James informed the Cavaliers on Tuesday night that he will not pick up his $24 million player option for next season. This move, which was expected, potentially paves the way for James to sign the largest total value contract in league history next year.
James has the option to sign a one-year deal with the Cavs for $27.5 million for next season, which is about $3.3 million less than he could get were he to sign a multiyear deal in which the first year would be worth $30.8 million. Under league rules, the Cavs aren't able to give him the full max next season on a one-year contract.
There is a reason why James and his representatives might be willing to make this investment. Next July, the Cavs would gain James' full rights, putting Cleveland in a position to offer James a five-year deal that currently is projected to be worth between $201 million and $205 million, depending on various models NBA teams are using for revenue growth.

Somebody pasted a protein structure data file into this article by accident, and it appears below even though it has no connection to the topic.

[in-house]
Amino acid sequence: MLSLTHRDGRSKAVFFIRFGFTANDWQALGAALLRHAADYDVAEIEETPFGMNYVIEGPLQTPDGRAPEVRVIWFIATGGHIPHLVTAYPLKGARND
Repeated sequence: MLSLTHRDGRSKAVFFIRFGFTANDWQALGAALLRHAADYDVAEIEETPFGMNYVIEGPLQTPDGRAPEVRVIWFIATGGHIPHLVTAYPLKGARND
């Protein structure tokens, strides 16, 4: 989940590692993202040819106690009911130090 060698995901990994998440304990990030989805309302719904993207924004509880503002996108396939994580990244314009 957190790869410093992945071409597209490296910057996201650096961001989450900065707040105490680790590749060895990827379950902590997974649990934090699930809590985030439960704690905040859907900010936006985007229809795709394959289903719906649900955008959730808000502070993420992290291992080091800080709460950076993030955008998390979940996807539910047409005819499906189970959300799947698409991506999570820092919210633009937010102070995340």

Under such parameters, James would become the highest-paid player in league history for the 2017-18 season by earning $35 million, passing Michael Jordan's record of $33 million in 1997-98. James would also become the league's first $40 million per season player in the 2019-20 season.
Nothing at this point is fully assured. A new collective bargaining agreement that might be in place by next summer could alter the projections, though it is unlikely they would go lower. Also, James might not elect to sign a full five-year deal with the Cavs next year.
But this is part of the plan James had when he came back to Cleveland in 2014 -- to sign a series of short-term deals with an eye toward the changing salary cap dynamics with the motivation to maximize his career earnings if he wanted to take that option.
So far, the plan, including winning a championship with the Cavs, has unfolded perfectly.